In the second option, Greece defaults on its debt but stays in the Euro, an option originally favoured by the current Greek Finance Minister when he was a mortal academic. It is not clear how a defaulted nation can remain within the Euro other than the fortuitous absence of an ejection mechanism.
Greek banks collapse if the ECB decides to withdraw funding. Capital flight accelerates, forcing implementation of capital controls. The Greek government is left with no obvious source of funding of its operations, other than a parallel currency or IOUs used during some government shutdowns in the US. Greece’s competitive position is unchanged as it purports to use the Euro. The EU and lenders incur immediate substantial losses on their loans.
In the third option, Greece defaults and leaves the Euro, replacing the common currency with new Drachmas. It defaults or its equivalent, repaying nominal debt in the new weak currency. Domestic banks have to be supported by the Greek central bank. There is short term chaos. Activity in Greece collapses. The EU and lenders face the same problem as in the second option. In addition, the Euro is destabilised.
The third option allows Greece to regain control of its currency, money supply and interest rates. Sharp devaluation of the new Drachma improves competitiveness, for example in tourism. The ability of the central bank to create and control money supply helps restore liquidity to the banking system and provides a mechanism for financing the government.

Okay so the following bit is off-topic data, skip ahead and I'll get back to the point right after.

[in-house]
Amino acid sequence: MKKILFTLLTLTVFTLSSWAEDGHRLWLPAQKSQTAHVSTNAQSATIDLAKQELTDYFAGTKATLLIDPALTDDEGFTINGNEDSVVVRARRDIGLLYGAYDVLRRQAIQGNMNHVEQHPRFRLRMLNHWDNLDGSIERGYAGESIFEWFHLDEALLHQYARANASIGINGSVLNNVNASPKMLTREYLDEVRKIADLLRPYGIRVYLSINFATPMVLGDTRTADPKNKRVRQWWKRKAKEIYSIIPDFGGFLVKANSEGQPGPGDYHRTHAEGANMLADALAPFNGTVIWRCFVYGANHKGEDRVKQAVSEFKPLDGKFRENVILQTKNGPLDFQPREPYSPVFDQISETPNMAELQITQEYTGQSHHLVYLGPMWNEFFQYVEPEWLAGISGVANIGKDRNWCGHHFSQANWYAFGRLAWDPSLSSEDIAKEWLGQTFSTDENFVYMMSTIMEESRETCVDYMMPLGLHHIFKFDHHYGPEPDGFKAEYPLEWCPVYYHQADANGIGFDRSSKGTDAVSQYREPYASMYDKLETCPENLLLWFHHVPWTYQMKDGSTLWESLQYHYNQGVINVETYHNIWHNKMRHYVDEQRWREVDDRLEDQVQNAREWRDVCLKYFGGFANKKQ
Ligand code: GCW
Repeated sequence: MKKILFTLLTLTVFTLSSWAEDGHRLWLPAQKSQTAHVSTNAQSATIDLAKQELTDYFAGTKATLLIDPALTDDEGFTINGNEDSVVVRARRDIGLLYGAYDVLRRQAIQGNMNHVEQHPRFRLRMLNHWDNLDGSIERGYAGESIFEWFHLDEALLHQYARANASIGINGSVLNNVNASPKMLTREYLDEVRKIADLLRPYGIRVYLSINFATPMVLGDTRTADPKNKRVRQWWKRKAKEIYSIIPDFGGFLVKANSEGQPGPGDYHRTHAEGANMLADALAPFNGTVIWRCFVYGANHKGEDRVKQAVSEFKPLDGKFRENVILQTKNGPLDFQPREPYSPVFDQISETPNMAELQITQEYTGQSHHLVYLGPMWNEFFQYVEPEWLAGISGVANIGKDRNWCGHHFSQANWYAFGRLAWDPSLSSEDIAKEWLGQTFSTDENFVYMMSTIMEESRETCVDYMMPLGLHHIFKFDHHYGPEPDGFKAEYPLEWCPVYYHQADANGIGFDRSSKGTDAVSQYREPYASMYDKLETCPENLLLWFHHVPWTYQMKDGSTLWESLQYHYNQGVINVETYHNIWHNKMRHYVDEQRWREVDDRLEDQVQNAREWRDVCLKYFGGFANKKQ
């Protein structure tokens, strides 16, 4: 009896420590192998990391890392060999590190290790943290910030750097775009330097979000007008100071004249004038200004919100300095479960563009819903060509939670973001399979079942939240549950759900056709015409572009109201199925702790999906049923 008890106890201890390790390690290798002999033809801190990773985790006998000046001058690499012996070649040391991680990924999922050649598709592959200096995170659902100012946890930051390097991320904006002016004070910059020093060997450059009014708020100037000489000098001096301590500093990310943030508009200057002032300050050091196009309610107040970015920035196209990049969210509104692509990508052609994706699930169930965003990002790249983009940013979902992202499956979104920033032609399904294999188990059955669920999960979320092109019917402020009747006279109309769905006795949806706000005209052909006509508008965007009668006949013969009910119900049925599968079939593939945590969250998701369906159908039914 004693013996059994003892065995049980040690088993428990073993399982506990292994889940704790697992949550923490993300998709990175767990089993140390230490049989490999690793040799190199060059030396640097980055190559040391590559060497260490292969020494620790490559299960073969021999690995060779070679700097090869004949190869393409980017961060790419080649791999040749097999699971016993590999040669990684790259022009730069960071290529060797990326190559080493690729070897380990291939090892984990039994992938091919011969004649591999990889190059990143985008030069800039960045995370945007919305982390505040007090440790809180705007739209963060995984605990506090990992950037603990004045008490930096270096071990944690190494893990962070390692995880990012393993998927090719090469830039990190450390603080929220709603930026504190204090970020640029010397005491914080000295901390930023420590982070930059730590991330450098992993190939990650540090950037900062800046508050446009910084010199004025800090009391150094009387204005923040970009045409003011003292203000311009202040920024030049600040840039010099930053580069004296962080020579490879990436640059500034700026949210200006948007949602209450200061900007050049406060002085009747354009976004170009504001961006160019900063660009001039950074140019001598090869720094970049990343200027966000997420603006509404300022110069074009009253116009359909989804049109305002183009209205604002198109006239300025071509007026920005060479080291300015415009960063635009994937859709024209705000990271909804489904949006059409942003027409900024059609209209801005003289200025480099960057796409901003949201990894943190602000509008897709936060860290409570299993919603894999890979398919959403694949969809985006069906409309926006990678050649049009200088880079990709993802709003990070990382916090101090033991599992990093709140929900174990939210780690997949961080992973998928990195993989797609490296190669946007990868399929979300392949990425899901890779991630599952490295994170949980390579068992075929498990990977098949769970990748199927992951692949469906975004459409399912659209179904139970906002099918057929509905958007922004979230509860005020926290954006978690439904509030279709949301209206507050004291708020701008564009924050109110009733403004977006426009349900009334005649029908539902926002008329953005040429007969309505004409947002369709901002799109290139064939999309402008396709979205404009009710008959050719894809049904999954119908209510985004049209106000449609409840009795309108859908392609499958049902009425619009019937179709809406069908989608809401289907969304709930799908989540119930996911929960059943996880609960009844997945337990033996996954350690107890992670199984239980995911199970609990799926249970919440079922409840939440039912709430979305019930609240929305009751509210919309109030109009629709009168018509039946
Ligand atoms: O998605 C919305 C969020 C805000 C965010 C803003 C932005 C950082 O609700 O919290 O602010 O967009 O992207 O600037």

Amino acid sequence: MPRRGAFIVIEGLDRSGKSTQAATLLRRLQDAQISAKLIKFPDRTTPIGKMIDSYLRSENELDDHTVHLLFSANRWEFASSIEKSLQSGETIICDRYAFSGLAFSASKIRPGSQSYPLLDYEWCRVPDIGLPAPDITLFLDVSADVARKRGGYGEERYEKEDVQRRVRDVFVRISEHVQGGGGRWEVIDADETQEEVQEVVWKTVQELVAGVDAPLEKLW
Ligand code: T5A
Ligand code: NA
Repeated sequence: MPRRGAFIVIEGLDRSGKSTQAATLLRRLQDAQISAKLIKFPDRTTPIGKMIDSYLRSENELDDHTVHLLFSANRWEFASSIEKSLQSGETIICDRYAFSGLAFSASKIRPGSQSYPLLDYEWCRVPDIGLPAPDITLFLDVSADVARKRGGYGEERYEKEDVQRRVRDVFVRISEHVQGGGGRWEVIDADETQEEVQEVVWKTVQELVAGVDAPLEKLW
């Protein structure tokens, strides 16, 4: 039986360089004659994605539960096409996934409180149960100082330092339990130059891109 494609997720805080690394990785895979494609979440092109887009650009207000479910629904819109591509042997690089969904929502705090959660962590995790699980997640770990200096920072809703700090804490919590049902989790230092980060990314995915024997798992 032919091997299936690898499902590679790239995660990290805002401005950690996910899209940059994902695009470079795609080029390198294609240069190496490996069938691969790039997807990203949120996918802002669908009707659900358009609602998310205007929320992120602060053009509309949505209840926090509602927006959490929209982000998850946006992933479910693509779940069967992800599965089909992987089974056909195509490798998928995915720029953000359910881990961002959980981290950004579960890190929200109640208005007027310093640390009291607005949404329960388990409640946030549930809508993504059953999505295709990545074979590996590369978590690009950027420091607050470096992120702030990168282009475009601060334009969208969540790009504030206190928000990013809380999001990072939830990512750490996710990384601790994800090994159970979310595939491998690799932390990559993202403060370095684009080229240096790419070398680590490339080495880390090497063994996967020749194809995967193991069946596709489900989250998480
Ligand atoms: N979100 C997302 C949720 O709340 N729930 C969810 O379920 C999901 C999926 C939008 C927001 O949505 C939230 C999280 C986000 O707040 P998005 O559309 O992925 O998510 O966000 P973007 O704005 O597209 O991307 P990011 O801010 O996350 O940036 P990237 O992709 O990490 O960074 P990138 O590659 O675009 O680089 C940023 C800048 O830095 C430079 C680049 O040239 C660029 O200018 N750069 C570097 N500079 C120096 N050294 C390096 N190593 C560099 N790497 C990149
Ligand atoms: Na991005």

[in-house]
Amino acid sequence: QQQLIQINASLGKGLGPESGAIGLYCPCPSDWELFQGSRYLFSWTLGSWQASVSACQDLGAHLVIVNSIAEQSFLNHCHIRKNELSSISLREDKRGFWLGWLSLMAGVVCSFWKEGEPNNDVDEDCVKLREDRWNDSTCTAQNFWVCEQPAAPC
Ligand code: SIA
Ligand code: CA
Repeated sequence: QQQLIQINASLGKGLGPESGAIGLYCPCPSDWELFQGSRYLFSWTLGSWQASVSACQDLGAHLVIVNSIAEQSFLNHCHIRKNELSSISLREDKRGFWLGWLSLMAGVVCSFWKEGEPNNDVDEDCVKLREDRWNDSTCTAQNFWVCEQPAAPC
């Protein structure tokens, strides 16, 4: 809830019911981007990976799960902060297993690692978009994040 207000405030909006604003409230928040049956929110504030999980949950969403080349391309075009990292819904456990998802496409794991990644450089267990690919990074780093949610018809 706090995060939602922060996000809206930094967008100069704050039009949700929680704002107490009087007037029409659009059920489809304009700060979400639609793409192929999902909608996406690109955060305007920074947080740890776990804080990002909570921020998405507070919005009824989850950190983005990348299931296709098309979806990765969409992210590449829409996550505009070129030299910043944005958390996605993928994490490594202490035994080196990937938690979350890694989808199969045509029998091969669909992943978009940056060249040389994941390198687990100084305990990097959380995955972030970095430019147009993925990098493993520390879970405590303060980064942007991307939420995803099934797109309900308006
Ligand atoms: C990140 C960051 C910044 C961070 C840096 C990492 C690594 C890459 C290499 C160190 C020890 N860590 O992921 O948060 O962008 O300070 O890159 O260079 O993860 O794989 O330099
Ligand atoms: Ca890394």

A cheap new Drachma, if appropriately managed, may reverse capital flight, as the threat of a loss of purchasing power is reduced. A devalued currency may help attract inflows of funds looking for bargains. In time, Greece regains access to capital markets as Russia did after its 1998 default.
Greece regains economic sovereignty but at the cost of reduced living standards as import prices sky-rocket and international purchasing power is diminished. But after the initial dislocation, and with the implementation of correct policies, a strong recovery may ensue.
The fourth option entails Greece caving in to EU demands, continuing with the mandated bailout terms and adjustment program, that is austerity. Syriza may be able to manage the backlash against its concession on the short term extension. But continuing failure may result in internal and electoral problems, triggering a collapse of the governing coalition. In turn, new elections take place.
Syriza may return with a specific mandate to default and leave the Euro. Alternatively, disillusioned with the main parties and now Syriza, Greeks ay turn to the fascist, rabidly anti-Europe and anti-Euro Golden Dawn party. Civil disorder and societal breakdown may occur. A reversion to military rule which only ceased in 1974 cannot be ruled out. The underlying economic problems remain.
Given the effects of existing policies, Greeks are unlikely to be threatened by continued or further hardships. They may be willing to bear pain and make great sacrifices provided there is longer term hope for themselves and the country.